Traumatic Brain Injury: The Fight to Recover

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Treating TBI is nearly as difficult as detecting it, mainly because some service members may not even know they have it.

By Hospital Corpsman 2nd Class Matthew Clutter, Navy Medicine Operational Training Center Public Affairs

It happens quickly. In the time it takes to read this sentence, it is over. The lights are off. Recovery begins.

During the wars in Iraq and Afghanistan, the world became privy to the letters I-E-D. They were common, these Improvised Explosive Devices, and typically debilitating, if not deadly. While the immediate and outward effects of these blasts were quite evident, long-term effects can linger for years, particularly with those who survived these blasts. I know, because I am one of the survivors.

March is Brain Injury Awareness Month and honors the millions of people with brain injuries both inside and outside of the military. There is a particular concern for service members as they have the chance to be more readily exposed to incidences that could result in a Traumatic Brain Injury, or TBI.

For me, it happened on a routine patrol. Travelling into an area we’d never been before in the Helmand Province of Afghanistan, an IED took out our truck and left the three Marines and I either concussed or unconscious altogether. It took five hours for the Explosive Ordnance Disposal team to clear the area and for us to be evacuated to a surgical unit for evaluation.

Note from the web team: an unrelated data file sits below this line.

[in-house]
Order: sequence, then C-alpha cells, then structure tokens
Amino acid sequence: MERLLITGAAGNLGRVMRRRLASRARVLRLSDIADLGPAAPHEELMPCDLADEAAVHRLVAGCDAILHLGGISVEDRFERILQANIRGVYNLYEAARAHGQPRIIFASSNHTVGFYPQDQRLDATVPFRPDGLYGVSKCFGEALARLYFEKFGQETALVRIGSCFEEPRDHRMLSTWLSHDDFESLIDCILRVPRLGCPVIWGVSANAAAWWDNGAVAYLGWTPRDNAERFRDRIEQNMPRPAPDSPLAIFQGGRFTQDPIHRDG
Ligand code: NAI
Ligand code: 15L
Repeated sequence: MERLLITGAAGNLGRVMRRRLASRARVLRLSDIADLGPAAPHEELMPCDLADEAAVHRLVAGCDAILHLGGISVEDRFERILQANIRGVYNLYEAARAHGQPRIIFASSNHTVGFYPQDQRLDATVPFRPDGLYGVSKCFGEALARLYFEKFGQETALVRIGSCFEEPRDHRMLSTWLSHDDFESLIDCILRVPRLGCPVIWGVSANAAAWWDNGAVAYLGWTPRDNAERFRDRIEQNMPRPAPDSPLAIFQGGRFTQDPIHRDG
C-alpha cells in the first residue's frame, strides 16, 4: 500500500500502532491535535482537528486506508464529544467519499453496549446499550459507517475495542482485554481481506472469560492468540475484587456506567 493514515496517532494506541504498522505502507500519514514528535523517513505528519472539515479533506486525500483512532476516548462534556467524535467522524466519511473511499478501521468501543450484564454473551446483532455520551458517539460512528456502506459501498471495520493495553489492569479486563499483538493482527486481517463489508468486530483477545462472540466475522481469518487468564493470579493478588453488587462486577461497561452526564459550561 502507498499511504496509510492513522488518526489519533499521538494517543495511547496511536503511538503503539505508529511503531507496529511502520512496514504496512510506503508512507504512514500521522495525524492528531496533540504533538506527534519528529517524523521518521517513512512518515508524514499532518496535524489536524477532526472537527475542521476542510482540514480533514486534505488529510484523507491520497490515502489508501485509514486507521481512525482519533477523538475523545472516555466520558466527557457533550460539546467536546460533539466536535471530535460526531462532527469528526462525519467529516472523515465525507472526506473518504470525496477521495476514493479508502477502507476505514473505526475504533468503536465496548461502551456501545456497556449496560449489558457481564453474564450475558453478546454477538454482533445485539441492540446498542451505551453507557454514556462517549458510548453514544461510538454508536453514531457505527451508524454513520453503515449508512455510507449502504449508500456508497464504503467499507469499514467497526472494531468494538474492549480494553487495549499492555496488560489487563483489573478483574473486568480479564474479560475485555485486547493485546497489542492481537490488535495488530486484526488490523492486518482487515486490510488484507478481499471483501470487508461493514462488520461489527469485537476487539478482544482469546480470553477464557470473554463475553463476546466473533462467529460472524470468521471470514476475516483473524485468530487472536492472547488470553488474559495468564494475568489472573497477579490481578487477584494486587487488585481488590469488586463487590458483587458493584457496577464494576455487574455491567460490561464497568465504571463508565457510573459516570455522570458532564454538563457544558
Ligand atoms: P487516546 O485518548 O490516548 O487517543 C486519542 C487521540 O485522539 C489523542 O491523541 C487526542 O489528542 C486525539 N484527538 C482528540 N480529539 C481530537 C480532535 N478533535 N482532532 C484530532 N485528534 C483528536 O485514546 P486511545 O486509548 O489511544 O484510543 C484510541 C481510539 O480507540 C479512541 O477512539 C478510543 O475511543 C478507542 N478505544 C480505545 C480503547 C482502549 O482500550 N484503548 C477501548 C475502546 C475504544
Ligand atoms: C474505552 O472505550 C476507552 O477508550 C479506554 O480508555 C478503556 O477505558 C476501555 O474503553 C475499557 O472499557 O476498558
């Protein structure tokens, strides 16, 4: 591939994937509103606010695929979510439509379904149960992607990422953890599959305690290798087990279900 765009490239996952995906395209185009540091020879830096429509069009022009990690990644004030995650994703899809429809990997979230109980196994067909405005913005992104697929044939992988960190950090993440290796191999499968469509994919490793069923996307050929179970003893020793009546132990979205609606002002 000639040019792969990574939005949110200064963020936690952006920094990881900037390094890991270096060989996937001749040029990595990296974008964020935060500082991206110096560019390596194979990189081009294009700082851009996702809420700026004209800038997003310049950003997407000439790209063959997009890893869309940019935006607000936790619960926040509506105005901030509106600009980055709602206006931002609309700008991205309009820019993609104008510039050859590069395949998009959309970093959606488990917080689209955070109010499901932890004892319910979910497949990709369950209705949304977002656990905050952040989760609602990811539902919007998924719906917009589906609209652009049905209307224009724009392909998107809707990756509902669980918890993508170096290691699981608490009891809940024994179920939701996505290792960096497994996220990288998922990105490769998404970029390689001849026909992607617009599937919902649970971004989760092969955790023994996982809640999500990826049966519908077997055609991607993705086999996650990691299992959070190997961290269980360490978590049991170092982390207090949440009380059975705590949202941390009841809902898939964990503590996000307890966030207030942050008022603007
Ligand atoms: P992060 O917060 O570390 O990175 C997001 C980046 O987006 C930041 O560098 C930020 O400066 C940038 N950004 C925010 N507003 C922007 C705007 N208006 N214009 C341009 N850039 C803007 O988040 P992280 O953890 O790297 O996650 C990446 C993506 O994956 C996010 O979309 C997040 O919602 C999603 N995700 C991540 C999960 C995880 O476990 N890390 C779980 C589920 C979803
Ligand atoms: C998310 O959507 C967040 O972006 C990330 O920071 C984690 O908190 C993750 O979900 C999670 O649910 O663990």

According to the PBS documentary “Where Soldiers Come From,” Traumatic Brain Injury is the “new signature wound” of Iraq and Afghanistan. Long-term effects include headaches, dizziness, vertigo, and problems with memory and reasoning. Other symptoms include balance problems, hearing problems, lack of self-control, mood changes, ringing in the ears and problems sleeping.

The problem with TBI from a medical standpoint is diagnosing it. Without the benefit of extensive neurological examinations to look for evidence of a brain injury, service members serving in forward operations are limited to the Military Acute Concussion Evaluation (MACE), a simple question-and-answer exam performed by Corpsmen or medics after an incident.

Treating TBI is nearly as difficult as detecting it, mainly because some service members may not even know they have it. Symptoms can appear months, even years, after an incident and can worsen over time. The worsening condition can lead to substance abuse, severe anxiety, obsessive compulsive disorder, Alzheimer’s and suicide. Long-term treatment of TBI can include cognitive rehabilitation therapy, which retrains patients for tasks such as counting, cooking and memory.

I’ve experienced most of these symptoms and subsequent clinical testing. After moving duty stations shortly after returning from Afghanistan, I was twice medically evacuated to Germany for follow-up testing and cognitive rehabilitation therapy. I have continuing vertigo. Sometimes I forget where I am, if only for a moment.

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